New York City Agrees to Settle USERRA Lawsuit

June 19, 2013 ( – The city of New York has agreed to settle a lawsuit brought by police officers who were called to active duty in the military after September 11, 2001.

The lawsuit alleges that the city unlawfully calculates the pensionable earnings of NYPD officers called to military duty by relying exclusively on their base pay-rate instead of including the overtime or night shift compensation they would have earned had the military not mandated their service, as required by the Uniformed Services Employment and Reemployment Rights Act of 1994 (USERRA). The settlement agreement, filed in the U.S. District Court for the Southern District of New York, calls for the New York Police Department (NYPD) to recalculate compensation used to calculate benefits for active or retired employees who were called to service after September 11, 2001. It does not require recalculation for police officers who were called to active duty prior to that date, unless the officer or retiree directs a written request for calculation to the pension fund.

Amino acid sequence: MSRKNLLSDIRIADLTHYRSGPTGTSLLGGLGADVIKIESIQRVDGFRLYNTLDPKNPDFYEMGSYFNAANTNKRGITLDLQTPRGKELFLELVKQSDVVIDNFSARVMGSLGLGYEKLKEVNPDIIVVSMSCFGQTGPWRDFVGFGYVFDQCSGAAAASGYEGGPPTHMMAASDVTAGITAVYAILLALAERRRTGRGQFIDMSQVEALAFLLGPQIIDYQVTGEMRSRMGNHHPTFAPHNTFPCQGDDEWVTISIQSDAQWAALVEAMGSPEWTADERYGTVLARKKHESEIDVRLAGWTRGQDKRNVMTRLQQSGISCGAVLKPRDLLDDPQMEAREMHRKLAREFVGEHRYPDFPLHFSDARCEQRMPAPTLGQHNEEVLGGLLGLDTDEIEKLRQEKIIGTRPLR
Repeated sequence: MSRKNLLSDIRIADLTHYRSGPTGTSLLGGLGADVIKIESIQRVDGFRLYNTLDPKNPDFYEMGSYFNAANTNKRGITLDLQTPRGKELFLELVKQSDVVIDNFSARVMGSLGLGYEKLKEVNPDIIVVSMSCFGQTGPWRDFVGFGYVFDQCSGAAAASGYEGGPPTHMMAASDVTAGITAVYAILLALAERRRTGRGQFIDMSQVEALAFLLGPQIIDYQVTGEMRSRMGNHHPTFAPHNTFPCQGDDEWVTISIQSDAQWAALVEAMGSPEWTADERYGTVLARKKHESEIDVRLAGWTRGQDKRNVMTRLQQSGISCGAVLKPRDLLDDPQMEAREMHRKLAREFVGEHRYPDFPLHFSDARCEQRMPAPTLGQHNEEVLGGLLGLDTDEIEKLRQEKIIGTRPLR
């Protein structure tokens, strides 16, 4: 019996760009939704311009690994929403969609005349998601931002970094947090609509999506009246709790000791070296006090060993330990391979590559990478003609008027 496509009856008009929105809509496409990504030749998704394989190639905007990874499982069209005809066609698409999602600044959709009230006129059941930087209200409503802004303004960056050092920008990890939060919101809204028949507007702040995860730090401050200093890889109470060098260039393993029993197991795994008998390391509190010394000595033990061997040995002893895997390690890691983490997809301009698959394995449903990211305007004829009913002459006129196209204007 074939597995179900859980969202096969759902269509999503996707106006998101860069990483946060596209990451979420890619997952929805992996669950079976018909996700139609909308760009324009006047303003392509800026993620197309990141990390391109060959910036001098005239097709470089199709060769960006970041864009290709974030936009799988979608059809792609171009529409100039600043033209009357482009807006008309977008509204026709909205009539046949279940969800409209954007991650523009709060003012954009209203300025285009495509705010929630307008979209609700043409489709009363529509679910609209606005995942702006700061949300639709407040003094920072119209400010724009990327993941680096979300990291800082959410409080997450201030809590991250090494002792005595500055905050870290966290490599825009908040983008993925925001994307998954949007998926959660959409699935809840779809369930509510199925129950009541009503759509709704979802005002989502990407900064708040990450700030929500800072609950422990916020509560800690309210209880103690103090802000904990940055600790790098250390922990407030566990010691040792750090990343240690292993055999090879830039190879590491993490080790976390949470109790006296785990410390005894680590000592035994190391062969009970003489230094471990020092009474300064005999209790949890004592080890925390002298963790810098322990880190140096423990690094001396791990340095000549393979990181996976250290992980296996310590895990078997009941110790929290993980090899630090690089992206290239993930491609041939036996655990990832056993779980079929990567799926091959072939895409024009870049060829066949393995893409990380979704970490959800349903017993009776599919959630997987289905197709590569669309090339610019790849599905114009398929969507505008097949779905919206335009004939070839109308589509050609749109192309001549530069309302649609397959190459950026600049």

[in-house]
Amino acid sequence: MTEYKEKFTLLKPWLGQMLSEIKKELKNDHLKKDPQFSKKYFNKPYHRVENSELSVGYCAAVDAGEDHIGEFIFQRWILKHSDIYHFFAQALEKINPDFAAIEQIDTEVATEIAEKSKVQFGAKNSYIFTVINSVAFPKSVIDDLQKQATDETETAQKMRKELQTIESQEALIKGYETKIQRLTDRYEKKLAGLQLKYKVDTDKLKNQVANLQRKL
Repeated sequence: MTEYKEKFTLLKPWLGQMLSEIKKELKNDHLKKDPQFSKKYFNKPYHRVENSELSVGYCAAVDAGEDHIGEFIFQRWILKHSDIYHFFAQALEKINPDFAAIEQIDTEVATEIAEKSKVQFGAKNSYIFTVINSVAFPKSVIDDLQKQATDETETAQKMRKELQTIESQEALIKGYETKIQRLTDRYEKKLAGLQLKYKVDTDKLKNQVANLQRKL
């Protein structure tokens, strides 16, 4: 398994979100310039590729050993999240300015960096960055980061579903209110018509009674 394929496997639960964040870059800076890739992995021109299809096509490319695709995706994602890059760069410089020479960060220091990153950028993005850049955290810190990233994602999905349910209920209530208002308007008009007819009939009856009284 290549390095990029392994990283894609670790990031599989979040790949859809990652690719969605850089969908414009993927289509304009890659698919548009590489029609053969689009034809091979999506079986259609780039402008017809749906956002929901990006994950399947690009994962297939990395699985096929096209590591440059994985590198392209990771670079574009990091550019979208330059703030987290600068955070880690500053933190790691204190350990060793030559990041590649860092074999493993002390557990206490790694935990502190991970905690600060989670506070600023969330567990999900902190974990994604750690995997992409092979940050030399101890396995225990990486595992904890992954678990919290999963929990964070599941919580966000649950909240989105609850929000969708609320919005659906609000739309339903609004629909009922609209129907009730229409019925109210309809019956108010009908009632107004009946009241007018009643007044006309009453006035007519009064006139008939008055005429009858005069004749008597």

In addition, the settlement agreement requires the NYPD to advise other city agencies about recalculating compensation used to calculate pension benefits for similarly situated employees or retirees for other city agencies.  

Although the lawsuit was originally filed on behalf of active and retired NYPD officers (see “NYC Sued for Military Member Police Officers’ Pensions”), it was later expanded to included employees and retirees of other city agencies (see “USERRA Lawsuit for NYC Workers Expands”).  

The settlement agreement is here.